, Kohei Hayakawa, , , , , , Seok Woo Moon, , Ajit Avasthi, et al.
Psychiatry Investigation, Volume 18, pp 1058-1067; https://doi.org/10.30773/pi.2021.0169

Abstract:
Objective Recently, rational polypharmacy approaches have been proposed, regardless of the lower risk and cost of monotherapy. Considering monotherapy as first-line treatment and polypharmacy as rational treatment, a balanced attitude toward polypharmacy is recommended. However, the high prevalence of polypharmacy led the Japanese government to establish a polypharmacy reduction policy. Based on this, the association between the policy and psychiatrists’ attitude toward polypharmacy has been under debate.Methods We developed an original questionnaire about Psychiatrists’ attitudes toward polypharmacy (PAP). We compared the PAP scores with the treatment decision-making in clinical case vignettes. Multiple regression analyses were performed to quantify associations of explanatory variables including policy factors and PAP scores. The anonymous questionnaires were administered to psychiatrists worldwide.Results The study included 347 psychiatrists from 34 countries. Decision-making toward polypharmacy was associated with high PAP scores. Multiple regression analysis revealed that low PAP scores were associated with the policy factor (β=-0.20, p=0.004). The culture in Korea was associated with high PAP scores (β=0.34, p<0.001), whereas the culture in India and Nepal were associated with low scores (β=-0.15, p=0.01, and β=-0.17, p=0.006, respectively).Conclusion Policy on polypharmacy may influence psychiatrists’ decision-making. Thus, policies considering rational polypharmacy should be established.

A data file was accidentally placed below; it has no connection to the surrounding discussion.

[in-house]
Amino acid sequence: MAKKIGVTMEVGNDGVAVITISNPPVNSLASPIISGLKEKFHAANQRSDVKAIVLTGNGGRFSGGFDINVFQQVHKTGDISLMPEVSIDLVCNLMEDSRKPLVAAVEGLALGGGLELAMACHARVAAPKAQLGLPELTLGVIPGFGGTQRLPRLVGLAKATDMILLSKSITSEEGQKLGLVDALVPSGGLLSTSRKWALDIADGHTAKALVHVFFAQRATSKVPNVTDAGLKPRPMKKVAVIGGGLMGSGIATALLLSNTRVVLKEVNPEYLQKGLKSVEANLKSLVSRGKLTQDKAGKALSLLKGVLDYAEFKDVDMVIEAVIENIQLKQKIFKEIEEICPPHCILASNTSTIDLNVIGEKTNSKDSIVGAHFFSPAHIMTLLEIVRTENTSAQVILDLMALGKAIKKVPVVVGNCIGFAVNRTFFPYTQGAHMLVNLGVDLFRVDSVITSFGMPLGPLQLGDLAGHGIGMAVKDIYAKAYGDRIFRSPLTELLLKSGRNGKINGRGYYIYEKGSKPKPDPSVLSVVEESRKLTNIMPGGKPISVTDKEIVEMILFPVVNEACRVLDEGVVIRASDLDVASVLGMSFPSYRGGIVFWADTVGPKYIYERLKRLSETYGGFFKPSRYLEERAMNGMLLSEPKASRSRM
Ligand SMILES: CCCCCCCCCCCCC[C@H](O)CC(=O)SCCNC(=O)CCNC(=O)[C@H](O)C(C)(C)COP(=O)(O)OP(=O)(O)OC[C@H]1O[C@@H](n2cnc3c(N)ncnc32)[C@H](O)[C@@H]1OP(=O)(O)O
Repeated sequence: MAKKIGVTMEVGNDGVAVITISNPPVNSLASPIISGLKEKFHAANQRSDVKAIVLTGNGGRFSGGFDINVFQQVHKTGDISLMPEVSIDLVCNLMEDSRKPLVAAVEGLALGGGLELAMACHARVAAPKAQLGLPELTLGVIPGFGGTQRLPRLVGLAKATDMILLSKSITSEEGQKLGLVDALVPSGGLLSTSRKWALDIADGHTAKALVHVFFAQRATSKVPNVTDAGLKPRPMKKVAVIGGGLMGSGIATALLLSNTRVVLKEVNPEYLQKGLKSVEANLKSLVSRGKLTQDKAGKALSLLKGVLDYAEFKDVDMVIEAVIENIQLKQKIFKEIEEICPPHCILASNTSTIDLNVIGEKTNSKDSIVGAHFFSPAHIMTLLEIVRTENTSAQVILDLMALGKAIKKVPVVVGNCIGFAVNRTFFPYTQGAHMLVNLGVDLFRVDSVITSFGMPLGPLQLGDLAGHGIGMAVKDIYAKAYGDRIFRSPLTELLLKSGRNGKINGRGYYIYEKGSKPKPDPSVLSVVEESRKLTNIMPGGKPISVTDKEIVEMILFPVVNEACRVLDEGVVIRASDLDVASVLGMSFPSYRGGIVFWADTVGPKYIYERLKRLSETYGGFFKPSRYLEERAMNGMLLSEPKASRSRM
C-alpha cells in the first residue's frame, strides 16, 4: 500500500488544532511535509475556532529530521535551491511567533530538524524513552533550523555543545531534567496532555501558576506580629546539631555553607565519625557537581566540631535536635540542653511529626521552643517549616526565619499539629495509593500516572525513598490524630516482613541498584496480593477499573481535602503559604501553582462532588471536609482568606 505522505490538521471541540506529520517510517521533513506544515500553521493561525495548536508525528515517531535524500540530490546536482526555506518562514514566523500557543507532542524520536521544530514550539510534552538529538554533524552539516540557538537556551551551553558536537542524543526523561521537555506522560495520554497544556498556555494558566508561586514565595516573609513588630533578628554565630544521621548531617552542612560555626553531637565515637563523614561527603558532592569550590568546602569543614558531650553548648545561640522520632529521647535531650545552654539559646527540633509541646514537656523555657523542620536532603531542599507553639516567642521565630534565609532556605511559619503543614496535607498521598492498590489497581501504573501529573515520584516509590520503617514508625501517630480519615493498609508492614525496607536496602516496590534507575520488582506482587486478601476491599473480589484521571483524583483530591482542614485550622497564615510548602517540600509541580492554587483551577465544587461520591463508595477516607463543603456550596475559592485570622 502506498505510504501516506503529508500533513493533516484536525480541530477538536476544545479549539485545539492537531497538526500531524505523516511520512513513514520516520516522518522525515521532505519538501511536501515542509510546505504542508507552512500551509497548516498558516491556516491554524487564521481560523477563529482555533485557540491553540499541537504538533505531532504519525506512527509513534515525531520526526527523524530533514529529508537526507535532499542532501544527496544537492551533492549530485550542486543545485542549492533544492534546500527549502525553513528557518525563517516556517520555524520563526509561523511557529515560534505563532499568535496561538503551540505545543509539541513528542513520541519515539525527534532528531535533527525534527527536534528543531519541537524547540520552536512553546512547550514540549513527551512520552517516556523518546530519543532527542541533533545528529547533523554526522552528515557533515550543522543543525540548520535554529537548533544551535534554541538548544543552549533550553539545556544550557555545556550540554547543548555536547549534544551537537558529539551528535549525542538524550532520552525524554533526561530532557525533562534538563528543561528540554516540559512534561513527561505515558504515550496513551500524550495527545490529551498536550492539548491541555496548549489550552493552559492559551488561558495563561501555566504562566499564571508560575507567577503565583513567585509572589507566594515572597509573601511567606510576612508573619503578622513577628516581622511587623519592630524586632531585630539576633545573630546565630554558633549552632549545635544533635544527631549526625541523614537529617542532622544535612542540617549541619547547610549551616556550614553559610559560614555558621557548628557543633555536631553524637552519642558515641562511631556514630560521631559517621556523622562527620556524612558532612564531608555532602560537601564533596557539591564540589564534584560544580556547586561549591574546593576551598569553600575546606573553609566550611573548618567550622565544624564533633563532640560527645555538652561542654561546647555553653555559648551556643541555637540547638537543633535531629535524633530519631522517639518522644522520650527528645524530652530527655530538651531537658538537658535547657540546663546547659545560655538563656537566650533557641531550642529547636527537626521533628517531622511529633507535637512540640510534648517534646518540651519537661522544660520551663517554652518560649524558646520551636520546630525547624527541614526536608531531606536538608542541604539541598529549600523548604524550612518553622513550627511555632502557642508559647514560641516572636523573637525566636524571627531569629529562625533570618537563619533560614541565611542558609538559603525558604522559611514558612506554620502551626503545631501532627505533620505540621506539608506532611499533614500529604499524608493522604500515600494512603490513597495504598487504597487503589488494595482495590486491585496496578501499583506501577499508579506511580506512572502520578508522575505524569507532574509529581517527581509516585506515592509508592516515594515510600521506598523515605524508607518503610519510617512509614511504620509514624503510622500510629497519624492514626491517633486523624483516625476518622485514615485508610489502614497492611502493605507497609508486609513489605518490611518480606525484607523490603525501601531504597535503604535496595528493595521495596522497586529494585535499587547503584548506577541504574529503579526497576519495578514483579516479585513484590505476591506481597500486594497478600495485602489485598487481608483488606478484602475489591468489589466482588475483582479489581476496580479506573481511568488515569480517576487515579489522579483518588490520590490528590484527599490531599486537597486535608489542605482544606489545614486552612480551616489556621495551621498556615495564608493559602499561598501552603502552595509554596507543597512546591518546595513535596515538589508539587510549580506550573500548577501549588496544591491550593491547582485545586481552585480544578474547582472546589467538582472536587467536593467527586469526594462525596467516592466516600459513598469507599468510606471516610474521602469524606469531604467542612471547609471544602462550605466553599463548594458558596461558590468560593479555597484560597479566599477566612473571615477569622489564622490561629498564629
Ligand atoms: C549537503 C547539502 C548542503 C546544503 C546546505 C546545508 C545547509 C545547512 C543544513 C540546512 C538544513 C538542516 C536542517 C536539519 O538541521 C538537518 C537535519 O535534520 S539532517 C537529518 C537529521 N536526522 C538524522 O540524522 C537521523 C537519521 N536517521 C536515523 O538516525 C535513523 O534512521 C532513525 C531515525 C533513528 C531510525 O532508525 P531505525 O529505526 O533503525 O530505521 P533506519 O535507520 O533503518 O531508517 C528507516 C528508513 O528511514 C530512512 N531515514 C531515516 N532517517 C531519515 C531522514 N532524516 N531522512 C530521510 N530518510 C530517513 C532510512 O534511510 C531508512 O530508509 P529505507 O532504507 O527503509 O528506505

Jae Eun Seo, Ji Won Yeom, Sehyun Jeon, , Seunghwa Jeong,
Psychiatry Investigation, Volume 18, pp 1125-1130; https://doi.org/10.30773/pi.2021.0302

Abstract:
Objective Previous studies have suggested various causes of restless legs syndrome (RLS), including iron and dopamine concentrations in the brain. Genetic influences have also been reported in many studies. There is also a possibility that circadian clock genes may be involved because symptoms of RLS worsen at night. We investigated whether CLOCK and NPAS2 gene polymorphisms were associated with RLS.Methods A total of 227 patients with RLS and 229 non-RLS matched controls were assessed according to the International Restless Legs Syndrome Study Group diagnostic criteria. Genotyping was performed using reverse transcription polymerase chain reaction and high-resolution melting curve analyses.Results Although the genotype distributions of the CLOCK variants (rs1801260 and rs2412646) were not significantly different between patients with RLS and non-RLS controls, the allele frequencies of CLOCK rs1801260 showed marginally significant differences between the two groups (X2 =2.98, p=0.085). Furthermore, there was a significant difference in the distribution of CLOCK haplotypes (rs1801260-rs2412646) between patients with RLS and non-RLS controls (p=0.013). The distributions of allelic, genotypic, and haplotypic variants of NPAS2 (rs2305160 and rs6725296) were not significantly different between the two groups.Conclusion Our results suggest that CLOCK variants may be associated with decreased susceptibility to RLS.